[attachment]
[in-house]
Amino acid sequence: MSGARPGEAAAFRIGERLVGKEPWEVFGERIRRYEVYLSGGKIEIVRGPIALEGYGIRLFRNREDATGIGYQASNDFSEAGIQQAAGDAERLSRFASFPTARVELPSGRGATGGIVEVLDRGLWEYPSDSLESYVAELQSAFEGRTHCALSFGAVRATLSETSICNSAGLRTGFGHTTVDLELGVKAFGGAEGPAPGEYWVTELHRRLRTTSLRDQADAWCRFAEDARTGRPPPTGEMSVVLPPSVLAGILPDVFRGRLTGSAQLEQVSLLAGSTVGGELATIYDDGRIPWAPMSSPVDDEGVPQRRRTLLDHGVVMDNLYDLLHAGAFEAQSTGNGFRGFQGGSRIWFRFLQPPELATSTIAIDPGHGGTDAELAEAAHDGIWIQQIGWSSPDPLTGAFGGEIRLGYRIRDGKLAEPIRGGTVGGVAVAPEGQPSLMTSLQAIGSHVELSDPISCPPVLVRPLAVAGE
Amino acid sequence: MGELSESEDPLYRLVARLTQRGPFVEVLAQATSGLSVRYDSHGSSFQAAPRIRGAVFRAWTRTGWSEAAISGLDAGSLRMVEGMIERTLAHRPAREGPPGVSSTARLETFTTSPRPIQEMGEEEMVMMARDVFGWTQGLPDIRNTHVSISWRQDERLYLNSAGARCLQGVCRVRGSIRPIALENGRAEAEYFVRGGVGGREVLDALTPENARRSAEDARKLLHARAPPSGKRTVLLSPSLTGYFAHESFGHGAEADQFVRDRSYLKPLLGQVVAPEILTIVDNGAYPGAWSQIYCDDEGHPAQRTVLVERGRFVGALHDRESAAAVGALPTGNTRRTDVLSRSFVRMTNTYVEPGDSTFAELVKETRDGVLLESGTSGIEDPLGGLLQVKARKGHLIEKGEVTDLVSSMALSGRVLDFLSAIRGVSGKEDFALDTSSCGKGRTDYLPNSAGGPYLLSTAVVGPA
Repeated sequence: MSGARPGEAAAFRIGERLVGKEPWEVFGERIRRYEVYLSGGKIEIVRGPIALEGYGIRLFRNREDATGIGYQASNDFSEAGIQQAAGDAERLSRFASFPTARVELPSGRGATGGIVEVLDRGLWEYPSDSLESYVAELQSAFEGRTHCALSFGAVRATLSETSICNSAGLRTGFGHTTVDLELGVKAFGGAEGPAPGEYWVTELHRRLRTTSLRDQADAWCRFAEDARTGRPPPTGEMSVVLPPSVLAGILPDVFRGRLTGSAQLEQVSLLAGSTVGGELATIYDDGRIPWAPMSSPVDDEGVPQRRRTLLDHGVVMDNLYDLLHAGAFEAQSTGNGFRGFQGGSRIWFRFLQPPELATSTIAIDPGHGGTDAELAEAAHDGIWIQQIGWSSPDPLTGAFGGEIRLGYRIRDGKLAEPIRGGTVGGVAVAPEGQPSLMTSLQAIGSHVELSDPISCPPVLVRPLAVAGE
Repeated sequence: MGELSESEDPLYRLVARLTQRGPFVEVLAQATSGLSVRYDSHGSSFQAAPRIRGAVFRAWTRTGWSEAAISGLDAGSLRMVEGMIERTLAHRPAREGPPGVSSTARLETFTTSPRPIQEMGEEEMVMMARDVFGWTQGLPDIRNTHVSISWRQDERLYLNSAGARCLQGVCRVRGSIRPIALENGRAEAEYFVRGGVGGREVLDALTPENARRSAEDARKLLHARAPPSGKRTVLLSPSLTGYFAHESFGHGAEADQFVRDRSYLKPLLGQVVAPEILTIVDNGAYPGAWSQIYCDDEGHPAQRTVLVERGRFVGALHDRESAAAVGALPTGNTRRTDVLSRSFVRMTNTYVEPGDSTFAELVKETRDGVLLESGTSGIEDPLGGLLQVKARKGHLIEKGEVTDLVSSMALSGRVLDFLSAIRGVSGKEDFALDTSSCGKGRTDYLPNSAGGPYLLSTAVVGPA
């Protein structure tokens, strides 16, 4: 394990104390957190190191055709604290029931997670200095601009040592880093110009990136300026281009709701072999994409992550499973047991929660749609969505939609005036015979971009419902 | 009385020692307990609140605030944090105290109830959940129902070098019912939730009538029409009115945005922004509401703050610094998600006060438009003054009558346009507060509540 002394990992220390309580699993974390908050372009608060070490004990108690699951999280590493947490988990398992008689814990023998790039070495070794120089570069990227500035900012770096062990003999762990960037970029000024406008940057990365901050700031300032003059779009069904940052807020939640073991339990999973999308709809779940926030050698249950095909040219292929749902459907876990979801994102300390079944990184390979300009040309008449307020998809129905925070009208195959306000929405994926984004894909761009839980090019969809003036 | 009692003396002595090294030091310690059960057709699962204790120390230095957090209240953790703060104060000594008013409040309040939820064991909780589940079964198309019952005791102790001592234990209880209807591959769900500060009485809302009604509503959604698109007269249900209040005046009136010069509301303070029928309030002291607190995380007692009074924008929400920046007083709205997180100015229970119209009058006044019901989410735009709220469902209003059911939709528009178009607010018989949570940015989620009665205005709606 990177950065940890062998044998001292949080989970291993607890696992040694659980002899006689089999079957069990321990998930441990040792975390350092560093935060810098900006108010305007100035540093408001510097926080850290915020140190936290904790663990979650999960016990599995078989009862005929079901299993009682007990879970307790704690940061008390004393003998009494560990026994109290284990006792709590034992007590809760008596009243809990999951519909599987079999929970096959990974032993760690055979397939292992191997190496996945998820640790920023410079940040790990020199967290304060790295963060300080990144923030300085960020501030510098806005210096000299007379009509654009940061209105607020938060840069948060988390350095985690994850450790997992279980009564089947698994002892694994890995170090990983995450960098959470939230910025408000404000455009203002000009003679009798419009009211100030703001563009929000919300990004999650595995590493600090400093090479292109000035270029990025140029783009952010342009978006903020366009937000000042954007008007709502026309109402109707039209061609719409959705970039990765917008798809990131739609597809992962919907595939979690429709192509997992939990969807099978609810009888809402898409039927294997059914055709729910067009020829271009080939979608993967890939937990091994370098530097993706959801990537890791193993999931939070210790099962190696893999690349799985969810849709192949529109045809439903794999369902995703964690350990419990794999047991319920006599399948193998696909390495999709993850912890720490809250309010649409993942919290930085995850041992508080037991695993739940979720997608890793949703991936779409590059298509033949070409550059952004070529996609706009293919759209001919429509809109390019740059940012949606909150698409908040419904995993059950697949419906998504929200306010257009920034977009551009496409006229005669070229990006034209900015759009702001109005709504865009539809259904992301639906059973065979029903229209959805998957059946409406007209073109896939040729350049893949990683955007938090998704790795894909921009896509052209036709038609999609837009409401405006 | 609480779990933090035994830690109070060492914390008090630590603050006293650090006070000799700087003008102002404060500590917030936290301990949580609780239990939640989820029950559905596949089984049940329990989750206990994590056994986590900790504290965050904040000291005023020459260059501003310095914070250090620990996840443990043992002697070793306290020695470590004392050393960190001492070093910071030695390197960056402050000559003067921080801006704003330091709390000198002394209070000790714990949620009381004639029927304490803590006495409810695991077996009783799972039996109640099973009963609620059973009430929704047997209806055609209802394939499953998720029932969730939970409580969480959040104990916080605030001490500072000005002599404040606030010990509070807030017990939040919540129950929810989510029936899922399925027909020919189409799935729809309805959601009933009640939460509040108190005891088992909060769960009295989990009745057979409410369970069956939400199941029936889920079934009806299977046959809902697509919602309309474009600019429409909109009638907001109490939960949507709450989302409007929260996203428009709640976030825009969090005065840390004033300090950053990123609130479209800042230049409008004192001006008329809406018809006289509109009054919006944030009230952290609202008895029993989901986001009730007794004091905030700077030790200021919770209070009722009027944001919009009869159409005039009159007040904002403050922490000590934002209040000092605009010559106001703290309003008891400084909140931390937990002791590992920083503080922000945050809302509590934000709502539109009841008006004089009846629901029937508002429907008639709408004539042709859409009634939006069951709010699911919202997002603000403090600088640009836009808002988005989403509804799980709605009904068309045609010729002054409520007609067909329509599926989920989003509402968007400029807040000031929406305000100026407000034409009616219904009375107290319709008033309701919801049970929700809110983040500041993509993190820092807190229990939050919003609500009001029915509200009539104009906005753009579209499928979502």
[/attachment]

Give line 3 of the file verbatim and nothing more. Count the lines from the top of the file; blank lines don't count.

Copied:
Amino acid sequence: MGELSESEDPLYRLVARLTQRGPFVEVLAQATSGLSVRYDSHGSSFQAAPRIRGAVFRAWTRTGWSEAAISGLDAGSLRMVEGMIERTLAHRPAREGPPGVSSTARLETFTTSPRPIQEMGEEEMVMMARDVFGWTQGLPDIRNTHVSISWRQDERLYLNSAGARCLQGVCRVRGSIRPIALENGRAEAEYFVRGGVGGREVLDALTPENARRSAEDARKLLHARAPPSGKRTVLLSPSLTGYFAHESFGHGAEADQFVRDRSYLKPLLGQVVAPEILTIVDNGAYPGAWSQIYCDDEGHPAQRTVLVERGRFVGALHDRESAAAVGALPTGNTRRTDVLSRSFVRMTNTYVEPGDSTFAELVKETRDGVLLESGTSGIEDPLGGLLQVKARKGHLIEKGEVTDLVSSMALSGRVLDFLSAIRGVSGKEDFALDTSSCGKGRTDYLPNSAGGPYLLSTAVVGPA